Agriculture and Sustainability of Nicaragua Patrick Robinson, Tyler Aucoin, Addie Annis
Agriculture Bananas Sugarcane Cotton Rice Corn Tobacco Sesame Soy Coffee Major Exports Coffee Shrimp & Lobster Tobacco Beef Sugar Bananas Gold Timber Types of farming
Coffee • Half of the coffee farms are headed by women • There is a company CRS that helps educate the coffee farmers understand how to grow great coffee • The coffee farms are mostly in the northern part of the country • In 1999 there was a coffee decline and the economy was in trouble that’s when CRS (Catholic Relief Services) stepped in to help aid the farms • They helped by providing 5,000 families in 60 communities get food for there families. This helped them and convinced them to stay on the farms instead of looking for more work in other places
Banana Farming • Bananas were introduced in the early colonial period and were sold in the US in the 1860s. • When the bananas started being exported to the US there some small plots of the Gros Michael variety. • In 1989 the banana production reached to 132,000 tons. • Banana farmers and workers have been poisoned by one of the pesticides they use to help the bananas the pesticide is nemagon this product was produced by the doll chemical factories the Nicaraguan court charged the companies involved to pay the banana companies US$490 dollars so far they haven't given a dime
Sugar cane farming • The sugar farming industry has taken a huge hit since the introduction of artificial sweeteners • One farm in San Antonio, Nicaragua one sugar mill has converted to a power plant which opened more jobs during the year. In the sugar season they run the plant on sugar and when that is out of season they run it on eucalyptus. They sell the excess power back to the national grid. • The harvest of sugarcane is from November through May. The can grows better when it is a wet year. • Local processed sugar sells for $21 per 100lbs • In 2005 they planted 54,259ha of sugar cane
Cotton • Cotton was the second biggest export in 1980s • As cotton became more popular large land owners began to plant and cultivate there property. Which then led to pollution and lots of erosion problems due to the amount of pesticides they sprayed on the fields. • In 1989 the cotton total crop was 22,000 tons which was a severe decrease due to the lack of planting
Rice • The type of rice grown is aerobic rice or upland rice • The upland rice is grown on 66% of the rice region in Nicaragua • The school nutrition program provides kids in school in Nicaragua with a hot lunch that has rice. This program has taught schools and communities to use there rice to feed there children and families.
Corn • Corn is hard to grow in Nicaragua because if it rains too much the soil is too wet and if it doesn’t rain enough the soil is to dry. • The Nicaraguan corn farmers use velvet bean as a cover crop. This grows before the corn and provides protection and nutrition for the corn • They say that the velvet bean is Nicaragua's earth hat because it protects the corn and the soil from the either really dry conditions or the extremely wet conditions.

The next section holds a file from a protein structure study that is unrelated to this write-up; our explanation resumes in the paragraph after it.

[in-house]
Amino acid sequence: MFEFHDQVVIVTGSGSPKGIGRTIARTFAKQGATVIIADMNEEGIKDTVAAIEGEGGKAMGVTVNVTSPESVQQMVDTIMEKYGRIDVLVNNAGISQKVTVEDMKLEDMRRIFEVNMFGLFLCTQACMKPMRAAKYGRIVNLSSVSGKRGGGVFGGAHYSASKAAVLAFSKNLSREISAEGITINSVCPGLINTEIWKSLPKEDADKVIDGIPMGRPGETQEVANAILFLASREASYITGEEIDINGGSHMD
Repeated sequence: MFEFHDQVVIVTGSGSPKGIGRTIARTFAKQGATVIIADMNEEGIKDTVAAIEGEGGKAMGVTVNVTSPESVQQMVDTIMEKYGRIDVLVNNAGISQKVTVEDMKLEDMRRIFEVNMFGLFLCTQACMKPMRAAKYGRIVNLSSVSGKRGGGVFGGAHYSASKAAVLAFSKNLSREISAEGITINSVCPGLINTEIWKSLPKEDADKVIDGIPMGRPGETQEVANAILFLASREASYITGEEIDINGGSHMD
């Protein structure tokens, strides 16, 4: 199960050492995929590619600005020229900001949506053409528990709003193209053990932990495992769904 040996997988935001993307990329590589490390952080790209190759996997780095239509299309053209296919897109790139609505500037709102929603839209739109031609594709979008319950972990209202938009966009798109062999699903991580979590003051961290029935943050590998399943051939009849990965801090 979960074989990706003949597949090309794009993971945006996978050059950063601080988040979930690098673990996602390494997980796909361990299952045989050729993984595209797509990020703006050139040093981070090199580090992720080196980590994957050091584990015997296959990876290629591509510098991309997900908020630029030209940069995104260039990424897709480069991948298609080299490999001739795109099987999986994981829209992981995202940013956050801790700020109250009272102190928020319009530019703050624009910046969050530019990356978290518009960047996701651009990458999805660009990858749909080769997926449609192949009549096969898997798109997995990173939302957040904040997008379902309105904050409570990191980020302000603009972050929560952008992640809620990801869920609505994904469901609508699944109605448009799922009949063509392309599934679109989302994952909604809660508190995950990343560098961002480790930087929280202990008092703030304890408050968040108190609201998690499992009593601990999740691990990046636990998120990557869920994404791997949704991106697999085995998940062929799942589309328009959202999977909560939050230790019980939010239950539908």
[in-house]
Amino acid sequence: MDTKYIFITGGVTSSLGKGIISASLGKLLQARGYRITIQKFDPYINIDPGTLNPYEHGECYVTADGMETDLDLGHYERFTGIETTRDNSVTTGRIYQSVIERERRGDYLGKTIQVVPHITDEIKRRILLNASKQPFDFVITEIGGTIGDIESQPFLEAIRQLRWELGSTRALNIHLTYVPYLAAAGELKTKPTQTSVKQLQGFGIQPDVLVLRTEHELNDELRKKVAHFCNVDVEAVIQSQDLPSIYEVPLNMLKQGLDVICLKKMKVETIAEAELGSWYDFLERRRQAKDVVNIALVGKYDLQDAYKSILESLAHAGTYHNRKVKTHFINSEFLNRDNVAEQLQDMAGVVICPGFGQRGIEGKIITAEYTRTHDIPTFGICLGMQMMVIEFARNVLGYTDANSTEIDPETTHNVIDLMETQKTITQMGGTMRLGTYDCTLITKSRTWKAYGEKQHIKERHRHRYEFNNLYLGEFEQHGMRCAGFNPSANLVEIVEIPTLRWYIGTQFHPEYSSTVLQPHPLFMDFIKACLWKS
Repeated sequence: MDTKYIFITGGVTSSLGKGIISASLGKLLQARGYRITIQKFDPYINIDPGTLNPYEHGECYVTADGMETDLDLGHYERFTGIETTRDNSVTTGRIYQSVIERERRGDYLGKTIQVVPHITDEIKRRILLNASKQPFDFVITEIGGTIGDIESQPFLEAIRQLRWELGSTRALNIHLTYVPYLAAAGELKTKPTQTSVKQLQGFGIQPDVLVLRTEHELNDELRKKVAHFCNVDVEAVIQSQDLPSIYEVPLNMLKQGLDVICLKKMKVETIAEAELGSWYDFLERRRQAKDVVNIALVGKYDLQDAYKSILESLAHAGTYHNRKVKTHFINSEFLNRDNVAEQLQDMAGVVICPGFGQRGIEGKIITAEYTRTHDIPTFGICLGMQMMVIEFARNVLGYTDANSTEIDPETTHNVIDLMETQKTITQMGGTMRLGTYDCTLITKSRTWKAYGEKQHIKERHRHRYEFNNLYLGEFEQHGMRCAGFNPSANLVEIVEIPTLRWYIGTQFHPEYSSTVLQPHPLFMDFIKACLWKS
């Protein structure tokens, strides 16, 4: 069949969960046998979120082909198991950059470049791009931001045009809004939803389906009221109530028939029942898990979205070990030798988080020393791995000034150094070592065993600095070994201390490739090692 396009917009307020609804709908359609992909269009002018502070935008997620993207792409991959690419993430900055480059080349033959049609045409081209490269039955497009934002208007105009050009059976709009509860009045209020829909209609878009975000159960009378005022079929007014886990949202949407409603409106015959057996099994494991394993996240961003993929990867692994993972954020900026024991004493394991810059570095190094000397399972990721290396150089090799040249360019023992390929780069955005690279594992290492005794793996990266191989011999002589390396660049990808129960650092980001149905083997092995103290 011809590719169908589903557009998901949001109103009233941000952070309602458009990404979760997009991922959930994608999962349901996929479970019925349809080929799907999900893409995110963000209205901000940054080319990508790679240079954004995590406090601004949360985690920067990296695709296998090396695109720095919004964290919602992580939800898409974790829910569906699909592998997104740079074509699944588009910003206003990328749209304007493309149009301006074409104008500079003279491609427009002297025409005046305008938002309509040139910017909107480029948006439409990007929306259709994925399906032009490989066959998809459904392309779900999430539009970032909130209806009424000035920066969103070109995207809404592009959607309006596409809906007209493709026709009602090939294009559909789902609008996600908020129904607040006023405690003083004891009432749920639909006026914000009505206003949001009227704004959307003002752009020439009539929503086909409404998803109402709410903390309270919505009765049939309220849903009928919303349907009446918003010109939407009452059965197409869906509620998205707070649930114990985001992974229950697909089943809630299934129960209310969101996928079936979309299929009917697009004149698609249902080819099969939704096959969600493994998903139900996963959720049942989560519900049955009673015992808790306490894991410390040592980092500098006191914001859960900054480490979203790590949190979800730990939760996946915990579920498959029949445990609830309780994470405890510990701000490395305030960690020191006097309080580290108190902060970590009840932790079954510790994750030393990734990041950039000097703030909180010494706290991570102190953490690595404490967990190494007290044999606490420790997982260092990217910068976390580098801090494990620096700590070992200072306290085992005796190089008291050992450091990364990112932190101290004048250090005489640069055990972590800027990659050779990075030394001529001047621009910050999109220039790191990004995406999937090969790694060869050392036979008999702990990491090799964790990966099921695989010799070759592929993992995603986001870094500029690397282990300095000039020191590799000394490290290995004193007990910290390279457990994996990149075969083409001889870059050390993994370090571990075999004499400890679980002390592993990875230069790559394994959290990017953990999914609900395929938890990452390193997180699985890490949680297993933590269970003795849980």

Tobacco • Tobacco farmers say that the Nicaraguan jet black soil is the key to them making great tobacco • Esteli is Nicaragua’s cigar making capital • Joya de Nicaragua was earliest brand of cigar from Nicaragua to gain notoriety in the US • 1959 Cuba’s best cigar makers left Cuba to find better soils to grow there tobacco. In the Somoza government saw a way to use Castro’s tobacco they took the best tobacco growers and cigar rollers and had them train the Nicaraguan they also got some of Cuba's best seeds to plant in there country.
Sesame • The sesame seed originates in Asia and Africa • It is harvested for its seeds called bennes or gingellies • They hold an oil that prevents them from becoming rancid or rotten • The oil from the seed known as teel oil is used in mostly India for cooking, but it also used in the production of soap and foods as well as medicines • The seeds are added to cookies and other baked goods and candy called benne cakes
Soy • Is grown for oils, food additives, and bio fuels • Soy is used in a lot of high protein foods
Beef • The first cattle were introduced by the Spanish in the 1500s • Cattle raising is most popular in Nicaragua east of Lago de Managua • Most beef are a variety of the Zebu • The Dairy cows are primarily Holstein, Guernsey, or Jersey • The dairy farms are located closer to the more populated areas. • Nicaragua has a unique breed of cattle called the La Reina
Shrimp & lobster • Nicaragua considers shrimp a non traditional export. • They have four farms in northern Nicaragua on the coast • Lobster diving is one of the few sources for work for the Moskito tribe. • They risk there life because most are not trained divers. • There is about 5000 Nicaraguan men that risk there lives each lobster season to dive up to 140 feet and grab lobster from the ocean floor. • Blue fields Nicaragua has a white lobster (AKA cocaine that washes up)
Resources • http://www.crsfairtrade.org/coffee/nicaragua.cfm • http://www.nicaraguasc.org.uk/aboutnicaragua/index.htm • http://www.sweetmarias.com/NicaTrip2003SelvaNegra.html • http://storiesofhope.crs.org/nicaragua/ • http://www.country-studies.com/nicaragua/crops.html • www.un.org/esa/sustdev/csd/csd9_energy_bp4a1.pdf • www.country-data.com/cgi-bin/query/r-9264.html • www.ciat.cgiar.org/news/pdf/poster11_exhibit08 • www.farmradio.org/english/radio-scripts/50-4script_en.asp • www.smokemag.com/0903/feature.htm • http://www.questia.com/library/encyclopedia/sesame.jsp • http://www.cdnn.info/safety/s030708/s030708.html